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Current Trends in the Shipping Industry

In: Business and Management

Submitted By olymungo
Words 570
Pages 3
Current Trends in the Shipping Industry

1. Introduction 2. Practical Application 3. Conclusion 4. References

1. Introduction
“On the high seas, majority of shipping companies are nowadays replacing the full speed ahead with slow and steady speed to maximize profit”. With the intention of cutting costs of fuel, ocean shipping companies are instructing their Captains at sea to throttle back the engines and this phenomenon is what is being called as “Slow Steaming”. In most of the cases, the vessels are taking as many as 15 days to make an Atlantic crossing that used to take just 10 days.

2. Practical Application
According to Asaf Ashar, the head of the National Ports and Waterways Institute in Washington “Companies are more focused on reducing costs, not speed of delivery, and the trend will continue even after the global economy comes back." Nearly all of the world's shipping lines are using slow steaming at least part of the time, he said. I sail onboard crude oil carriers, managed by Wallem Shipmanagement and Stena Bulk, and this practice of throttling back on engine to save fuel was used in all voyages we made in 2011.
One of the companies which has recently reported huge savings with this practice is the Copenhagen-based A.P. Moeller-Maersk, the world's biggest ocean cargo line. Maersk, which has a fleet bigger than the U.S. Navy, swung to a 639 million dolar profit in the first three months of the year 2010, the most recent quarter reported, from a 373 million dollar loss in the same period last year 2009. The sharp improvement came with the help of a 9% saving in fuel consumption because Maersk's ships slowed down. Such cost-saving ploy “is what will make Maersk more competitive going forward," Says Nils Smedegaard Andersen, Maersk's group chief executive.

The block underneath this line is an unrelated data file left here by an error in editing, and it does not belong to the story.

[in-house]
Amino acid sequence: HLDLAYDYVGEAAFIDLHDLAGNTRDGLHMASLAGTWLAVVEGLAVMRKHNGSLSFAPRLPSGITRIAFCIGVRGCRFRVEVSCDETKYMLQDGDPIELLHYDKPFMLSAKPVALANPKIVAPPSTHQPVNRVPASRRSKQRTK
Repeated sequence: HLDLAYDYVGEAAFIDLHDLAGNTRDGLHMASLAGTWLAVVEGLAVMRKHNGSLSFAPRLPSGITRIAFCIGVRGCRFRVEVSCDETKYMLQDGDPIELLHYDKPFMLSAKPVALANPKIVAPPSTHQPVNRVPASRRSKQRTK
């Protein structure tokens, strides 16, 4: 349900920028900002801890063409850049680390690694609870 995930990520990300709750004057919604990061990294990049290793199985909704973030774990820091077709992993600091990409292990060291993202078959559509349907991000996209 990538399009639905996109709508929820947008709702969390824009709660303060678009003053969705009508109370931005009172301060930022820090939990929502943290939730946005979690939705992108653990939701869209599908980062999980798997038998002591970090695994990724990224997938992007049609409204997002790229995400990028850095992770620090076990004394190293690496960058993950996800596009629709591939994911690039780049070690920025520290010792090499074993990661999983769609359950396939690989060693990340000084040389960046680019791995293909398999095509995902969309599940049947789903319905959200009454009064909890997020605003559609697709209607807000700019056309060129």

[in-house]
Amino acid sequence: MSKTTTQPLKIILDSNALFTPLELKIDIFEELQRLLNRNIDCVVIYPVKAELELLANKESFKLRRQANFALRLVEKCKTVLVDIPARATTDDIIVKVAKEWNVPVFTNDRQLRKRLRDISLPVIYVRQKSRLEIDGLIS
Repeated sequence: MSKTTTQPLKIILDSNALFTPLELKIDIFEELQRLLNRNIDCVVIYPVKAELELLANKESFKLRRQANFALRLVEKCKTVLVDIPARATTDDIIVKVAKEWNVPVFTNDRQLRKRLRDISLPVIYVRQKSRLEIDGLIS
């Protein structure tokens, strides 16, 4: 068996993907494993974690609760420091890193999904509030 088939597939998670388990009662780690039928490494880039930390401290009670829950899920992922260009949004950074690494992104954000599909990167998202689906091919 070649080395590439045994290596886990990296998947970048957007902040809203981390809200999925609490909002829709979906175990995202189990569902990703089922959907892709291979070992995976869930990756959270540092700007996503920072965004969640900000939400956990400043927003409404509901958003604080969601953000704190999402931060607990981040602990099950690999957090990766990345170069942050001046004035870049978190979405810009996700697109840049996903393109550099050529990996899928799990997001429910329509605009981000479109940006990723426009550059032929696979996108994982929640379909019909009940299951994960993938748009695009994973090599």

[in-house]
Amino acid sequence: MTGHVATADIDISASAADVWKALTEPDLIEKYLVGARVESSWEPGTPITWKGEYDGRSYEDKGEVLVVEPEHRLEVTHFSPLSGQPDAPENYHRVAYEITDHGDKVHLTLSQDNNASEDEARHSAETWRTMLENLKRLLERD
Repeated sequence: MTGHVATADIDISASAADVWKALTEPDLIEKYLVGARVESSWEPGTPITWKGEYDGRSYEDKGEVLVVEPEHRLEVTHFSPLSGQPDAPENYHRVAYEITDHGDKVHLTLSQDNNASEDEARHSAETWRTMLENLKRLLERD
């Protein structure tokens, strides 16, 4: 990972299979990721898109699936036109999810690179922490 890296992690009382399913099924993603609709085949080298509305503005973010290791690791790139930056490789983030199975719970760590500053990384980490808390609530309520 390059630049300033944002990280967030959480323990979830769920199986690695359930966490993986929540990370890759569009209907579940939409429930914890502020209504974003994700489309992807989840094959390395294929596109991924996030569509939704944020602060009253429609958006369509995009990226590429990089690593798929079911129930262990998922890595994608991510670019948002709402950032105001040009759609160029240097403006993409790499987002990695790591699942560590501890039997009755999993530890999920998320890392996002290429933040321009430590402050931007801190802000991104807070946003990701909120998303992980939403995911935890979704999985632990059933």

For companies like Maersk, adopting this principle has proven a really cost effective technic; If you think of the costs involved in running the ships, fuel is the main issue and a company who defines their operations strategy right will only gain from it.
According to Slack, Lewis (2008), “the tension between the market requirements perspective and the operations resource perspective is central to all operations strategy decision making”. MARPOL 73/78 has established new rules concerning Air pollution prevention from ships. Throttling back on engines has an impact on environment as it helps reducing emission into the air of CO2, NOx, Sox and Particulate Matters (PM) from ships. As it can be seen from this, Maersk group in not simply following the Market requirements to gain competitive advantage to other companies , on the contrary they have developed “long-term capabilities that competitors will find difficult to imitate”, Slack, Lewis (2008).

3. Conclusion
In the case of Maersk we see a very good application of a top-down approach on their management of operations, how well the decisions are being taken at the top levels, how they are adjusting to this trend of the industry, and most important the good relation that they maintain with the customers. Although slowing down engines sometimes causes upset due to the fact that the goods arrive late, but in turn it keeps more ships in service and lower emissions.

4. References
Los Angeles Times, July 31 2010, Article by Ronald D. White
Slack & Lewis, 2008, Operations strategy, 4th Edition, Prentice Hall, pp 7-14.

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